Last week I went to hear the Boston Symphony play Beethoven’s Third Symphony. The first half of the program—Gossec’s Symphonie à 17 Parties, Mozart’s Concerto for Harp and Flute—was also appealing, but I was really there for the Beethoven.
It used to annoy me to see such a predictable work on the program. Hadn’t everyone heard Beethoven’s Ninth and Shostakovich’s Fifth quite enough? It was no coincidence that I felt this way during the years when I planned on becoming a professional musician. I was well-accustomed to playing the usual warhorses, to the point where I felt tired of them even as a teenager. My friends and I thought the audiences who wanted to hear the same symphonies repeatedly must be philistines. We felt sorry for the musicians who were forced to play the same crowd-pleasers year after year, presumably because the conductors were just trying to sell seats.
Then I stopped playing and started working a day job, a job whose ordinariness would have horrified my teenage self. With barely enough time to write, let alone read, exercise, or listen to music, it became difficult to investigate composers who had always interested me. I never did get around to reading Gardiner’s new biography of Bach, or learning more about theory. All those annoying adults were right: It’s frightening, once you settle into a professional routine, how quickly life goes by. Years can pass and you don’t even realize it.
One interesting resultant change is that I now love hearing the predictables. As a teen, I looked down on Tchaikovsky’s Fifth, found it trite and cliché. Now I go to the symphony whenever it’s on the program. Ditto for Beethoven symphonies, Brahms, and all the embarrassingly typical choices of your average classical lover. Since I hardly have time to listen to these pieces on my own, hearing them in a concert hall is the ideal place to spend an hour hearing music without distraction. (The cost of concert-going also contributes to this behavior. Concerts are not cheap, and I like to know ahead of time that the splurge is for something I will enjoy.)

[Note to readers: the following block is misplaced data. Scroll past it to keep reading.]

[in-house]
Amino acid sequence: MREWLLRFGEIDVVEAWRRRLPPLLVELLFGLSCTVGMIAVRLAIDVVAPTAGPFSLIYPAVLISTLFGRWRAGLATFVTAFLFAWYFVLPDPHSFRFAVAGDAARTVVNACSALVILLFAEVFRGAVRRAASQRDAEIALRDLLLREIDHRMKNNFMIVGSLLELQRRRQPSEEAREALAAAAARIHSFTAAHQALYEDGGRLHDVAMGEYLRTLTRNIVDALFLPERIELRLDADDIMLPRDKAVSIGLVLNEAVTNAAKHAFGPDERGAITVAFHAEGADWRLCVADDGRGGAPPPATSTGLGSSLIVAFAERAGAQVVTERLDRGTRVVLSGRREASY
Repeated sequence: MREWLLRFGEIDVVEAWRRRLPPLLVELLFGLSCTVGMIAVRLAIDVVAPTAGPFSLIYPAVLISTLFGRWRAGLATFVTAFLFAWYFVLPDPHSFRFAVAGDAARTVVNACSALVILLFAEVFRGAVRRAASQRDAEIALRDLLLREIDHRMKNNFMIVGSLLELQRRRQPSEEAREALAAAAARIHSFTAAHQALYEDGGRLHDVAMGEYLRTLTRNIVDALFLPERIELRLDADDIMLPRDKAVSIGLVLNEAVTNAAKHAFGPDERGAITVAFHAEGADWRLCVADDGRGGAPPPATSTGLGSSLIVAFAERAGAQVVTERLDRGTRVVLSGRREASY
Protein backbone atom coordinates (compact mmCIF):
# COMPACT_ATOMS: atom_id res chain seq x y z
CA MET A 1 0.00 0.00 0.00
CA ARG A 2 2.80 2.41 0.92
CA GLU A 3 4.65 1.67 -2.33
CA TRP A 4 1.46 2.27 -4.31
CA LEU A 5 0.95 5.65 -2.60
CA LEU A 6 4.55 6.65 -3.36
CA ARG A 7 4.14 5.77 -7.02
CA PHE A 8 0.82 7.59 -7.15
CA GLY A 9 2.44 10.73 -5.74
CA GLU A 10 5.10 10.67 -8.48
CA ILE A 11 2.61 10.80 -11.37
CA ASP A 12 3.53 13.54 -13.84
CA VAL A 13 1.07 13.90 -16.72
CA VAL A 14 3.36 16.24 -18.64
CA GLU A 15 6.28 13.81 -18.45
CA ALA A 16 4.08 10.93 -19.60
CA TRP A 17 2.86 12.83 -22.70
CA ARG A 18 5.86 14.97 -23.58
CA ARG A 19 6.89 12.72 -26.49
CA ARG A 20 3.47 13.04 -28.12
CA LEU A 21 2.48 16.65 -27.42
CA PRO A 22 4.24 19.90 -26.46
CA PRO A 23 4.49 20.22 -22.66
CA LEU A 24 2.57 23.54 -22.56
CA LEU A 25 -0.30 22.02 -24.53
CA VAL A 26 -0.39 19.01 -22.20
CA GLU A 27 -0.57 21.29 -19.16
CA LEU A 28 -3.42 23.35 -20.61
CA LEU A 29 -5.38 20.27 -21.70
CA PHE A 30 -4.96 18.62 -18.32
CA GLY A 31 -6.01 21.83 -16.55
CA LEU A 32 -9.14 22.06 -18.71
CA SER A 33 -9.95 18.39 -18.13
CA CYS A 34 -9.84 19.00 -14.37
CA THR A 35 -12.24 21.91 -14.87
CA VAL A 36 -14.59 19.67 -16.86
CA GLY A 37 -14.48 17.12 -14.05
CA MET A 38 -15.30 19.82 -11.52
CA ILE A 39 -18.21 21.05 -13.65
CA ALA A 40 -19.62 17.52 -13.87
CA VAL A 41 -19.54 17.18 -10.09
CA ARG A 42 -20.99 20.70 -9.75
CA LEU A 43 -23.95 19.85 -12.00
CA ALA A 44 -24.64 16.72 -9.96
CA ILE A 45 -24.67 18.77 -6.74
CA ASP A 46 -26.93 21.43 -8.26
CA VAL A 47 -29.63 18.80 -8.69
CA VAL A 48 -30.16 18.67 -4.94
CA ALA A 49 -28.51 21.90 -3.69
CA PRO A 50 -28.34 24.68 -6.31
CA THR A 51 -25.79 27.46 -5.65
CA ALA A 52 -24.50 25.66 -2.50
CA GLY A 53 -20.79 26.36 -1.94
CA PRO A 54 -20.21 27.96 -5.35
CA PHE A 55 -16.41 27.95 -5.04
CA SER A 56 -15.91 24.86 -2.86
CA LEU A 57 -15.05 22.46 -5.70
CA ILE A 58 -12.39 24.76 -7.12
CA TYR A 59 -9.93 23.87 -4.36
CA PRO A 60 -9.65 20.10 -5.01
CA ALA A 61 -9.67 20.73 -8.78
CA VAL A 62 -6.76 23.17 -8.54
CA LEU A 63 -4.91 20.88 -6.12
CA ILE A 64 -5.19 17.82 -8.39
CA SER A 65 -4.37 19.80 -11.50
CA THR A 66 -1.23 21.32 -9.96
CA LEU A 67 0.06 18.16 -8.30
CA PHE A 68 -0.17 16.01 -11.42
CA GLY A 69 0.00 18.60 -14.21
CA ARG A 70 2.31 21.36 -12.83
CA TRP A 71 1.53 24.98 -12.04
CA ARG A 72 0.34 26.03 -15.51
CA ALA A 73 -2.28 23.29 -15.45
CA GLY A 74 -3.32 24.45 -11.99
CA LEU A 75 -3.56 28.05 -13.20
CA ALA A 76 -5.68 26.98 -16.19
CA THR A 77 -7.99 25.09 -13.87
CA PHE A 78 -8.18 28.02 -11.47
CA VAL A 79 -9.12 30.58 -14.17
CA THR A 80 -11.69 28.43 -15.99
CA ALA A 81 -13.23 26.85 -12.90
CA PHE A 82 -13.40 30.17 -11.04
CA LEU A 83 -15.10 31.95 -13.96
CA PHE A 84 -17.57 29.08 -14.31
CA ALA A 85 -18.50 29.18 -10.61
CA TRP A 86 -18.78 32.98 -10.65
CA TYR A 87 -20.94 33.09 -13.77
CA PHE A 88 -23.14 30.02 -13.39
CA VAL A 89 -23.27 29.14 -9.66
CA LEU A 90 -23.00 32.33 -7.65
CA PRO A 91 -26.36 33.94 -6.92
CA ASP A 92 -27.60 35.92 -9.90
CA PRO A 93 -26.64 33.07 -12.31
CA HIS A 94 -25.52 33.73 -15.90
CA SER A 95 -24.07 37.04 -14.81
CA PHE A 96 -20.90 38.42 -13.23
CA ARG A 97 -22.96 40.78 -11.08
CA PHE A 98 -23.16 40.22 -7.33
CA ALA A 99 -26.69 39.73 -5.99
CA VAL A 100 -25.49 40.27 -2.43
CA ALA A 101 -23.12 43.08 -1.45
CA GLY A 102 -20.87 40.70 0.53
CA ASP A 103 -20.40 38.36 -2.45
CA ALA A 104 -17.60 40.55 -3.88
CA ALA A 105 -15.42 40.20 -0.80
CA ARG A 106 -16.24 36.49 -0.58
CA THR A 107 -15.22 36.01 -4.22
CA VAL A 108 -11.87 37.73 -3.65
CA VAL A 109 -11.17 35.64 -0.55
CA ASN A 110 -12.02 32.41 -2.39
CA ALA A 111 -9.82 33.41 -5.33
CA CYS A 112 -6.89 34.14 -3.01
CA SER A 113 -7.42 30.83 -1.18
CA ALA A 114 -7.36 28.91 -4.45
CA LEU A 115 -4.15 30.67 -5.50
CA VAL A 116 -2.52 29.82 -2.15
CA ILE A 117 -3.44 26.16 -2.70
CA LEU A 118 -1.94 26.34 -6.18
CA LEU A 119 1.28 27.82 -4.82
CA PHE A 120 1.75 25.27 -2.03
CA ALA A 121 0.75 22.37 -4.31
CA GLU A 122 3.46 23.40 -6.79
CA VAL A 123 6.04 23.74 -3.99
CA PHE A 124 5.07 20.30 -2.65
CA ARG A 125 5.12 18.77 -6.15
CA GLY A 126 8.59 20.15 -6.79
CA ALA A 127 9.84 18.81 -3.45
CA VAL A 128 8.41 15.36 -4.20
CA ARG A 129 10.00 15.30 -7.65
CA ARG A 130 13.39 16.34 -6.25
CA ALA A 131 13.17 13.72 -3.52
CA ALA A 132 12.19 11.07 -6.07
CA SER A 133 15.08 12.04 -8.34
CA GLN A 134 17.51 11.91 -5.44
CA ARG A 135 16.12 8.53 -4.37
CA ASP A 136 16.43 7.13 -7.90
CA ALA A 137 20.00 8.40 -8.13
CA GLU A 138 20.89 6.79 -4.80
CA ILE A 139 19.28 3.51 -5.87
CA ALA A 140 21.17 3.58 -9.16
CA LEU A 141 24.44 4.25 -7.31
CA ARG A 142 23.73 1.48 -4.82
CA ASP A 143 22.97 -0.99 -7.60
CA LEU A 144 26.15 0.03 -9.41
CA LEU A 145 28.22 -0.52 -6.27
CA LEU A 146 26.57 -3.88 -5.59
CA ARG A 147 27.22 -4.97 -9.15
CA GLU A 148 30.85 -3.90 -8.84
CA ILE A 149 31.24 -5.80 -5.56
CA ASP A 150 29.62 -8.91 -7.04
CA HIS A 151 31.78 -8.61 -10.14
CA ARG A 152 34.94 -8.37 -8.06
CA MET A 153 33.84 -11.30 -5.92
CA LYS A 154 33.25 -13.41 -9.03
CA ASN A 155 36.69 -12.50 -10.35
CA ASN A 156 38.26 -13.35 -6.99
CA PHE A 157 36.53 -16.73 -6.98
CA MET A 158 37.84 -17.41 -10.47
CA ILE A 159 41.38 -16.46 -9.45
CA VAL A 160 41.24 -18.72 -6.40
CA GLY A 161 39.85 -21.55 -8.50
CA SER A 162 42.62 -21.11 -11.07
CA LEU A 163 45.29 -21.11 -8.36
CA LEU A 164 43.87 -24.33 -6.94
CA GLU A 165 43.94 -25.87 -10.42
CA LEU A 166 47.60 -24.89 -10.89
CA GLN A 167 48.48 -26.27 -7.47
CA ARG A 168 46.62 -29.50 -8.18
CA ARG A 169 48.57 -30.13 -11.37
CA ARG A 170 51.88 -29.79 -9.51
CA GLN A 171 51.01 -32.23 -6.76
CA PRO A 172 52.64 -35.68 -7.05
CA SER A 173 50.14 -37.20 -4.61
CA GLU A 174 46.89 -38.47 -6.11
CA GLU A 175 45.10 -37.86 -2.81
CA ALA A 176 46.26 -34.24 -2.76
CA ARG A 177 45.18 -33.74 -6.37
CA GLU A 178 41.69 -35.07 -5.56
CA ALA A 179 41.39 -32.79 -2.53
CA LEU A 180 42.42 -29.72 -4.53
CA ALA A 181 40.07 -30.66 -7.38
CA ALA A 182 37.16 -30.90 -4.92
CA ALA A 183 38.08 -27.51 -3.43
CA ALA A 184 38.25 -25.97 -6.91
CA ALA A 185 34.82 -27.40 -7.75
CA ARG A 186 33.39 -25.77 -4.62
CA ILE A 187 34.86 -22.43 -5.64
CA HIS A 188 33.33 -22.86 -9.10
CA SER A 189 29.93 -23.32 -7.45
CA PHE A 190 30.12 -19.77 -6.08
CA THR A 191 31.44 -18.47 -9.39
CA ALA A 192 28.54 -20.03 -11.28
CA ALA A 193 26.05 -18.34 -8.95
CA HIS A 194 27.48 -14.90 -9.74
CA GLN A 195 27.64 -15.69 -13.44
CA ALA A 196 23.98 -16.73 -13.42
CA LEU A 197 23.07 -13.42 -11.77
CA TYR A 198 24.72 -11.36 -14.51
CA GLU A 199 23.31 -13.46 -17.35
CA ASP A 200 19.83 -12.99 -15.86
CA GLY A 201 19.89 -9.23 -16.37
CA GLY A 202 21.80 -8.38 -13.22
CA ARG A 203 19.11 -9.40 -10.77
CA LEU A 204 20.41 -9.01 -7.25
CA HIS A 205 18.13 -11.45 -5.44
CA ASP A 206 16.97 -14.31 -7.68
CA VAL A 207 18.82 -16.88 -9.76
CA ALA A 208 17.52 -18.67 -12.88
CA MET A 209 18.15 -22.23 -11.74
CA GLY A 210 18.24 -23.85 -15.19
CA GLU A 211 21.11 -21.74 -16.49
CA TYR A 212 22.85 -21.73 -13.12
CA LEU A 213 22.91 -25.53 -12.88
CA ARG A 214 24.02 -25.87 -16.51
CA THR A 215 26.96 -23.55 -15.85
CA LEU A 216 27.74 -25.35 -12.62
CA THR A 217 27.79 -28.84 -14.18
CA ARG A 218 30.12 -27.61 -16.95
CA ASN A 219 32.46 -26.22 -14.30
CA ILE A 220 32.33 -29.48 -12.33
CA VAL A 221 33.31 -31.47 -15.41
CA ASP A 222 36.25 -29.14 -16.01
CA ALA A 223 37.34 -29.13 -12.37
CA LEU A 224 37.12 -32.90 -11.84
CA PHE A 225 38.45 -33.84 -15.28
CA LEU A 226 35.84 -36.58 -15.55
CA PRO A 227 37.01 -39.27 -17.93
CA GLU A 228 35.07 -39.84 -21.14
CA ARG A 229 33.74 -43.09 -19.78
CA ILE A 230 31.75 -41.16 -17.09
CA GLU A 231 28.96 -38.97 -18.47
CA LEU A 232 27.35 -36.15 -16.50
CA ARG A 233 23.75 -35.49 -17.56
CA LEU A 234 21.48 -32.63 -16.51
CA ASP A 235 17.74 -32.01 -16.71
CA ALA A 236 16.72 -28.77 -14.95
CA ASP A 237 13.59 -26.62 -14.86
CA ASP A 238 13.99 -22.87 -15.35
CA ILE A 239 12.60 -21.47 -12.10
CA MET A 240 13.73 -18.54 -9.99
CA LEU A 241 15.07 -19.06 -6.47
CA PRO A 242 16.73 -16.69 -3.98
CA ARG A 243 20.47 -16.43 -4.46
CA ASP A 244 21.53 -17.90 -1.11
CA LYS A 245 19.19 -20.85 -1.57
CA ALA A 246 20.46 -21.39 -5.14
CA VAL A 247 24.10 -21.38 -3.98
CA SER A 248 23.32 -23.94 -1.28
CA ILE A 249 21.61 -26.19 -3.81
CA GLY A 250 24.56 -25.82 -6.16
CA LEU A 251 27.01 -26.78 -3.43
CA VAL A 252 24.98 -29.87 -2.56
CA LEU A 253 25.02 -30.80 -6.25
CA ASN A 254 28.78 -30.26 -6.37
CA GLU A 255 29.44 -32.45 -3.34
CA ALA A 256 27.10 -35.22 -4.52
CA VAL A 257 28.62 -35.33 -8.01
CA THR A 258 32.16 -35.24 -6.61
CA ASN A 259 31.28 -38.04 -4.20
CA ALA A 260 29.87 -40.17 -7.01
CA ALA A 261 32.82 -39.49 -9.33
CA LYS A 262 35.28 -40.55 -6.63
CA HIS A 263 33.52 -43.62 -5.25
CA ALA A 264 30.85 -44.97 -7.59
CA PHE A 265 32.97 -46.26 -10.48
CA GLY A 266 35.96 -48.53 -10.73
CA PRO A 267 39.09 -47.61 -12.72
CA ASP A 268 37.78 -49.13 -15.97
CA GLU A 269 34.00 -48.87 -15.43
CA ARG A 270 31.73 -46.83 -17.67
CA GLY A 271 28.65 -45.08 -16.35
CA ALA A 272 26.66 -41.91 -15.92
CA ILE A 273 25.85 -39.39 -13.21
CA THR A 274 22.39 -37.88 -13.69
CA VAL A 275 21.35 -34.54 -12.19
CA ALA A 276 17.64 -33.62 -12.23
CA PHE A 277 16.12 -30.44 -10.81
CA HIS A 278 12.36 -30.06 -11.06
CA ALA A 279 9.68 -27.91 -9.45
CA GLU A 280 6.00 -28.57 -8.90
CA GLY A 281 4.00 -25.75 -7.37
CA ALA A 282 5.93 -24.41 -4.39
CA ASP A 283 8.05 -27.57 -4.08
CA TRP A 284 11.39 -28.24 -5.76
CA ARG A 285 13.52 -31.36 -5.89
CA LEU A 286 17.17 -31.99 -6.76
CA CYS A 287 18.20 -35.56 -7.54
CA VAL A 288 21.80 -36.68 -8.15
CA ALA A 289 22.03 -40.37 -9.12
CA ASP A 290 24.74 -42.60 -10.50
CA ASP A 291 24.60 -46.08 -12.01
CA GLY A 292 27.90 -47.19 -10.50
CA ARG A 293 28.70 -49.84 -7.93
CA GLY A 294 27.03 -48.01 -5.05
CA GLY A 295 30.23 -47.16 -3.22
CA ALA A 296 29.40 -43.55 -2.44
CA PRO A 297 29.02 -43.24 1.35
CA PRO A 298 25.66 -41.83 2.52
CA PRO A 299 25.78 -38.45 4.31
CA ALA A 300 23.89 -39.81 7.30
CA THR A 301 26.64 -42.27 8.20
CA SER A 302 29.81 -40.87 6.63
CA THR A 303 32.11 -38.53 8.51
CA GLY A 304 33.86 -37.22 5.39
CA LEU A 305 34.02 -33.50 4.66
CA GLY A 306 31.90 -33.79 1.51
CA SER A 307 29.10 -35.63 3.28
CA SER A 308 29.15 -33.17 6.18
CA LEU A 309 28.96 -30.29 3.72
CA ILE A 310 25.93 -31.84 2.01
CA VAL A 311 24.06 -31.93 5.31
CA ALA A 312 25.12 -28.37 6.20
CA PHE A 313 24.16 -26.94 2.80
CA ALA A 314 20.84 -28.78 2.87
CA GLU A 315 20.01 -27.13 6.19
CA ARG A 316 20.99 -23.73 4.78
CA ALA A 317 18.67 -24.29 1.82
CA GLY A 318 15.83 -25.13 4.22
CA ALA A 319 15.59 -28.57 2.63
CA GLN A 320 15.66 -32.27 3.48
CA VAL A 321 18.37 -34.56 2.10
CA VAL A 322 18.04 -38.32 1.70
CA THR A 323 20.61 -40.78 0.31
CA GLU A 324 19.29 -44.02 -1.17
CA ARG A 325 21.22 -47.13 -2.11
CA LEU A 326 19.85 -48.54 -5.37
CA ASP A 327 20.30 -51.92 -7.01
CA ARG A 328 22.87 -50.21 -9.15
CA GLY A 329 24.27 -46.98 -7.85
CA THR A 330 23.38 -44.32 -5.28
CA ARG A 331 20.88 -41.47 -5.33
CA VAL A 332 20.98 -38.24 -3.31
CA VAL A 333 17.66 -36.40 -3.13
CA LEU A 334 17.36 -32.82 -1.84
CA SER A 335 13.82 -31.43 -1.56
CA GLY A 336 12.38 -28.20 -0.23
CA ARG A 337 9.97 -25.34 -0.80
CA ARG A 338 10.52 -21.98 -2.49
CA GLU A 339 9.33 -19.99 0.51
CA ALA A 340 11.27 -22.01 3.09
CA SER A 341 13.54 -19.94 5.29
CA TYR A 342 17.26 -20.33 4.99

So enter Beethoven 3 last Tuesday night. I was really excited to hear it. The struggle, the magnitude, the exploded symphonic form. Quite frankly, after working in an office all day, your soul feels pretty stifled. I wanted Beethoven to make me feel again, to remind me that I was human.
Unfortunately, not long after François-Xavier Roth started conducting, it became clear that this rendition would be otherwise. While I appreciated the brisk tempo, the musicians played with little energy. They sounded tired, quiet, and bored. During the development, there are shocking dissonances that tear the harmonic fabric; these moments should be violent and searing. Instead they were played almost pleasantly, like the most ordinary music in the world.
The second and third movements were better, with exceptional solos by principal oboist John Ferrillo and a rousing trio soli in the horns. But the fourth movement was a mess. The string section was sloppy in several of the fugal sections. The rage of Beethoven’s variations gave way to muddled tameness. The orchestra sounded ready to quit playing and go home.
What I have been wondering ever since is: Do I have the right to feel disappointed? It was the Tuesday night show; the musicians had already played this program two or three times. It’s only human that they were bored, and struggled to hide it.
On the other hand, I am a paying customer, and playing well is supposed to be their job. If you make a living performing—and if you’re lucky enough to be in the Boston Symphony—is it reasonable for the audience to expect an exciting performance?